Thoughts about writing rules

At the moment I’m mostly not writing erotica. I’m writing a mainstream historical novel. It’s meant as a literary novel, but it probably leans close to the thriller genre in places. It’s probably the best-paced thing I’ve written so far. To me that’s not the most important virtue a piece of writing can have – I’d rather read writing that told me something new, that I never knew I wanted to know – but it’s still a virtue. It’s a sign I’m getting better. 

So, for what it’s worth, this is advice on writing rules from a writer who thinks he’s getting better. 

The first thing to know is that every one of these commonly cited writing rules is bullshit. 

1. Write what you know

Generally, this means ‘write from your own experience’.

Actually, you can write what you know, but you can also can make stuff up. Last year I was writing about London in 1893. I’ve been to London, but not in 1893. No one now alive has.

But when you’re making stuff up, you should do your research, and – when you know things like what children are likely to be doing on the streets, and what the place is likely to have smelled like – then you’re ready to write. 

Even if you’re writing fantasy or science fiction, you should have have the feeling that your world is lived in before you start writing. But that’s not knowledge. It’s research plus thought and imagination. 

I’ve never seen an oil lamp through pea soup smog. But I got a pretty good idea about what one looks like, and I wrote it in. 

2 The important thing is to express yourself.

You especially get this with people who write poetry. Especially the flabby, adolescent sort that talks about how lonely/sincere/in love the author is, and you know it’s a poem because it’s in short lines going down the page. But people also say it about prose. 

No. The important thing is to communicate.

To communicate you have to make sure what you write is clear (if you’re writing erotica you should be able to draw a diagram showing how the bodies are aligned, and it should be possible for the reader to do that, too).

And you have to make sure people want to read it, if you want to communicate. So don’t bore them.

3 Be in love with words.

No. Words are tools to express meaning. Be in love with your meaning.

Then use the right tools. I like a high information-to-word-count ratio, so I try to use words sparingly. 

Charles Dickens, who got paid by the word, has probably the lowest information-to-word count ratio of any writer I know, and is the writer I hate above all others.The man is always wittering on, and I simply can’t be reading him.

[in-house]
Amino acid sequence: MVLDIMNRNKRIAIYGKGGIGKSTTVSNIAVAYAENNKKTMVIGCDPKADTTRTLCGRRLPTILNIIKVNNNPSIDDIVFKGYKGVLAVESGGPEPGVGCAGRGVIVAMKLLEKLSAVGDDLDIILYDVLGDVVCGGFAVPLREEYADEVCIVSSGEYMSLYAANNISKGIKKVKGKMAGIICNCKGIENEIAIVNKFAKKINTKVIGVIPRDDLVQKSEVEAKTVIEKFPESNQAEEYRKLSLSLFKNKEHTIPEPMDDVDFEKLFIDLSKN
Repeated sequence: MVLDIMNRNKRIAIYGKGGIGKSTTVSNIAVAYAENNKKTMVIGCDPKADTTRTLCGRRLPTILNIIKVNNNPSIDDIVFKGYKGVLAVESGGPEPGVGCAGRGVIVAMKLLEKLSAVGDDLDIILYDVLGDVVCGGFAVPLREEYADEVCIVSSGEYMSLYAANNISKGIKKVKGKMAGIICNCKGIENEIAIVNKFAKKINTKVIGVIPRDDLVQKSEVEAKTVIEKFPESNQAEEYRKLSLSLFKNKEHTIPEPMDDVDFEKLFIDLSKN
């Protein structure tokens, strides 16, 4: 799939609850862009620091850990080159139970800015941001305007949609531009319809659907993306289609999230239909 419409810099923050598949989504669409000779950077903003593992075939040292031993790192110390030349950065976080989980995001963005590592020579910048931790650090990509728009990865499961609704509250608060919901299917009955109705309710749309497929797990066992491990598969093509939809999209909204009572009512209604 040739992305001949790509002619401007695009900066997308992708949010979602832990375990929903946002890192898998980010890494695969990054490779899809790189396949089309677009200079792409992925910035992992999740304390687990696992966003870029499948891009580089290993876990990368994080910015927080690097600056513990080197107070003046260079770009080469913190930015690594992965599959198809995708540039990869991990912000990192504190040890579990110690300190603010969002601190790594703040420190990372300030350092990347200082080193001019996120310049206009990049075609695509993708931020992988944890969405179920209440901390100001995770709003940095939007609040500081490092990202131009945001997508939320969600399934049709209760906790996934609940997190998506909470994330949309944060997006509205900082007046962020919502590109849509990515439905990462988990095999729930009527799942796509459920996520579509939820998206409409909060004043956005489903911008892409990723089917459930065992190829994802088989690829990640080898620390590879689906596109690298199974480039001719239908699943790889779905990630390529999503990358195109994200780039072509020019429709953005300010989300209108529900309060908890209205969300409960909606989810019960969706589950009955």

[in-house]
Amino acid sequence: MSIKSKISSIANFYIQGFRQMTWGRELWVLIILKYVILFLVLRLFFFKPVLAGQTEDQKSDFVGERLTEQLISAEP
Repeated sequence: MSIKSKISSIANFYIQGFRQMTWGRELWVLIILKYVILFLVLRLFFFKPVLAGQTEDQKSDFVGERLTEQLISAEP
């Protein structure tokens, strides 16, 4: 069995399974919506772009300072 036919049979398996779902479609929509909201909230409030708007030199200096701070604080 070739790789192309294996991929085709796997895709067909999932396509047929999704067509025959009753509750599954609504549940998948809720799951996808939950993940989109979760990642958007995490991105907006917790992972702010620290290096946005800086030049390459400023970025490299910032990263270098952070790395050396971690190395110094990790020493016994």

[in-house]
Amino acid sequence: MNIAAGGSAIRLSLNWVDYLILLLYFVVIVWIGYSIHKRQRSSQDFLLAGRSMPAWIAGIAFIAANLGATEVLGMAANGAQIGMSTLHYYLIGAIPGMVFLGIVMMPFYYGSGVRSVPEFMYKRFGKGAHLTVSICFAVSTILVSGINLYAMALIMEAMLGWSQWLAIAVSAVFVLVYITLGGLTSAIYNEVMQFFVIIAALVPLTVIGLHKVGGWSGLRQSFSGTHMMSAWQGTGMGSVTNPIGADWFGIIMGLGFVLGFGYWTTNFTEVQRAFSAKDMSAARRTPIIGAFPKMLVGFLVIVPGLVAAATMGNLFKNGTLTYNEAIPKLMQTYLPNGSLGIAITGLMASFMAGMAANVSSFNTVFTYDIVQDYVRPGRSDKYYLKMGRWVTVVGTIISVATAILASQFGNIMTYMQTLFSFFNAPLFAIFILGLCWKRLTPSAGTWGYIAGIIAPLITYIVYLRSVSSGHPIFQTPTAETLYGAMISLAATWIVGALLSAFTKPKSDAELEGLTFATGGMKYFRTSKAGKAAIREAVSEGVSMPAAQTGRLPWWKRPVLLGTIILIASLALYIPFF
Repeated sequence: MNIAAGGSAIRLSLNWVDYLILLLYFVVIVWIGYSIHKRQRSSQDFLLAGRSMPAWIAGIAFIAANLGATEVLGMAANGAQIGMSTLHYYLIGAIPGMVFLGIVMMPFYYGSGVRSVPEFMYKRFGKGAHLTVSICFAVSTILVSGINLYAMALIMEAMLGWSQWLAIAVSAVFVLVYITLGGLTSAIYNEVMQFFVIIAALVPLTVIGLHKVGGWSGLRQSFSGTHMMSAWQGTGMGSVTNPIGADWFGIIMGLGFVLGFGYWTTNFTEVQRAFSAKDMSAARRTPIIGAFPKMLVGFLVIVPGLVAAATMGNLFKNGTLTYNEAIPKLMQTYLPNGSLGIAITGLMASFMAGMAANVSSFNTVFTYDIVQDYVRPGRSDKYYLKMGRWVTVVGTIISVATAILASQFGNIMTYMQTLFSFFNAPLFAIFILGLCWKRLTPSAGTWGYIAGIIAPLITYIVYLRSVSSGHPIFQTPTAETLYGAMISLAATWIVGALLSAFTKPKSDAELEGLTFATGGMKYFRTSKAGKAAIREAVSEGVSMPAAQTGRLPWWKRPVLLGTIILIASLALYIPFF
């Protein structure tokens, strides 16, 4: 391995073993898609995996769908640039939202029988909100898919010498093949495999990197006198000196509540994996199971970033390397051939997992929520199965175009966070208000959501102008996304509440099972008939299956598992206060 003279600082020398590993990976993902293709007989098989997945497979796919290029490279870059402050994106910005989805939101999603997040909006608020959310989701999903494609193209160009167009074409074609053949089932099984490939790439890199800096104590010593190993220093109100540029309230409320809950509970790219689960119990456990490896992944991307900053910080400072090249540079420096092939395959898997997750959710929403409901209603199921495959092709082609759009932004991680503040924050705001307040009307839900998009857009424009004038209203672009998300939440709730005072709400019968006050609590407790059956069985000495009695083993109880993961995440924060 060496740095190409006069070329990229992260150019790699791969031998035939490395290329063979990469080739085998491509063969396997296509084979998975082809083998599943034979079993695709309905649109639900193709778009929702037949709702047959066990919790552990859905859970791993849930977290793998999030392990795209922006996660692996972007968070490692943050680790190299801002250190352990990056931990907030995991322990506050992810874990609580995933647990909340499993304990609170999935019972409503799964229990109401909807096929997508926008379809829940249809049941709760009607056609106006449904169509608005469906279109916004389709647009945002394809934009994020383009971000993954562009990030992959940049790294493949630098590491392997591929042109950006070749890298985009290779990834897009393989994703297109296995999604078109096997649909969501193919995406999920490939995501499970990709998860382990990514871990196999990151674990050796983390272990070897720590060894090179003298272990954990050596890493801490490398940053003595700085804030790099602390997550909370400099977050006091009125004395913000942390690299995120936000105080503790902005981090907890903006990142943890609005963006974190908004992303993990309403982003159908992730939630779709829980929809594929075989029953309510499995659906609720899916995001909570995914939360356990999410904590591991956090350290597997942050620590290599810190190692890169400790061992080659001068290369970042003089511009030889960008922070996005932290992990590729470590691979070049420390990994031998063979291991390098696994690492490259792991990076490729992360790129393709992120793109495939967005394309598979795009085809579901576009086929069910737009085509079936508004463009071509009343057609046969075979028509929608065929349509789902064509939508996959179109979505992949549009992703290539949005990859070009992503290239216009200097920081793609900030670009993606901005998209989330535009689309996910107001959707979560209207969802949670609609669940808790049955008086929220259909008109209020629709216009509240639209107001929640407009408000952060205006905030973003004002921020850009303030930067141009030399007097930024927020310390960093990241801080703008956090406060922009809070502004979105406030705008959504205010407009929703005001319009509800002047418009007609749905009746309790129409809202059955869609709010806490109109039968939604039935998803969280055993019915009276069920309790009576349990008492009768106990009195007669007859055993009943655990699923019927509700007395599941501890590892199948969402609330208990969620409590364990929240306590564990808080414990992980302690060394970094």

Similarly, some words are nicer than others. “Glabrous” is a terrific word, in its place. It means “hairless”. But if you want to say that your heroine has shaved closely or depilated, and you write, “her glabrous cunt”, most readers will have nothing conveyed by that word, and those who do, like me, will want to throw your book, or Kindle page, across the room. “Glabrous” is not an emotionally warm word, to put it mildly.

Dylan Thomas thought the most beautiful word in the English language is “aerodrome”. Not for its meaning but for its sound. I suggest that you only use words for their sound, or to prove that you know them, if you’re an acknowledged great poet. 

4 Use plain Anglo-Saxon origin words over Latinate words any day: “see”, not “perceive”. 

This is one of George Orwell’s rules. He’s got a point, about writing that should be simple but sounds like a bureaucratic report. “I was perambulating politely when 
I perceived a pugnaciously patriotic politician, and he provoked me incandescently,” could be better said as, ” When I was out walking I saw a right-wing nutcase and he pissed me off.” 

Other times, you can’t beat a bit of Latinate diction. “Poets are the unacknowledged legislators of the world” is a terrific phrase. (It’s also true, but that’s another issue.) Part of its power is that every noun and adjective is Latinate in origin until the last word: “world”.

Use the right tools. Don’t try to show off: just serve the meaning. 

Rules that try to force you into only using certain kinds of tools are stupid. Ignore them.

5 Avoid using adverbs.

“Oh, fuck off,” he said tiredly.

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